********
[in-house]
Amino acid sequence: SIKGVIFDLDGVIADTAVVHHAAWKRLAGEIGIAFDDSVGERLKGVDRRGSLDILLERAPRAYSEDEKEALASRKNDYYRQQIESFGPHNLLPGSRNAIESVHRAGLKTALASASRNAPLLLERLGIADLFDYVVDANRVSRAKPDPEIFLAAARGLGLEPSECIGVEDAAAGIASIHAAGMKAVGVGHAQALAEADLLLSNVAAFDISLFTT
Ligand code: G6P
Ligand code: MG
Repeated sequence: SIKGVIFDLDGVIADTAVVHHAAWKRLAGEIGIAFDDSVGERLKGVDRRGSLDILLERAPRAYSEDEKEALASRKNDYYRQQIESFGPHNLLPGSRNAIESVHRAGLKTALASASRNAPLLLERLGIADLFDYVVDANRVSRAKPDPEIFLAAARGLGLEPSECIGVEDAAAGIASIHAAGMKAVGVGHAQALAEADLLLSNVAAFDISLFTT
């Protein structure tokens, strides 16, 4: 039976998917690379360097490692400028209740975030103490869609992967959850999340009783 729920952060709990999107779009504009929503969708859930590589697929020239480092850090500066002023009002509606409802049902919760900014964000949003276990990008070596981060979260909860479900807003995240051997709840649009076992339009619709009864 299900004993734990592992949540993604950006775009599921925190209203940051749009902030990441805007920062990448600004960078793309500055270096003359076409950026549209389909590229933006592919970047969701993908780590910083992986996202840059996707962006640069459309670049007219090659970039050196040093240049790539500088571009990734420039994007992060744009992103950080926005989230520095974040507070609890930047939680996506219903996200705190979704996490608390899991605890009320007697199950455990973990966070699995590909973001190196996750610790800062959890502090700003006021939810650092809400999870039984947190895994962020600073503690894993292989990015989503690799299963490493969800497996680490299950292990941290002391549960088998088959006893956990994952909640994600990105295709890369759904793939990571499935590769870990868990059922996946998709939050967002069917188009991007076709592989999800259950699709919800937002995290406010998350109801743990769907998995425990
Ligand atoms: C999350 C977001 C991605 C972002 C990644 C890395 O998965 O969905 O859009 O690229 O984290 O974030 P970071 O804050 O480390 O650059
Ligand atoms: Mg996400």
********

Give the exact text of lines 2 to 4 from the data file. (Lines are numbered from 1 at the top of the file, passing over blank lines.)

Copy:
Amino acid sequence: SIKGVIFDLDGVIADTAVVHHAAWKRLAGEIGIAFDDSVGERLKGVDRRGSLDILLERAPRAYSEDEKEALASRKNDYYRQQIESFGPHNLLPGSRNAIESVHRAGLKTALASASRNAPLLLERLGIADLFDYVVDANRVSRAKPDPEIFLAAARGLGLEPSECIGVEDAAAGIASIHAAGMKAVGVGHAQALAEADLLLSNVAAFDISLFTT
Ligand code: G6P
Ligand code: MG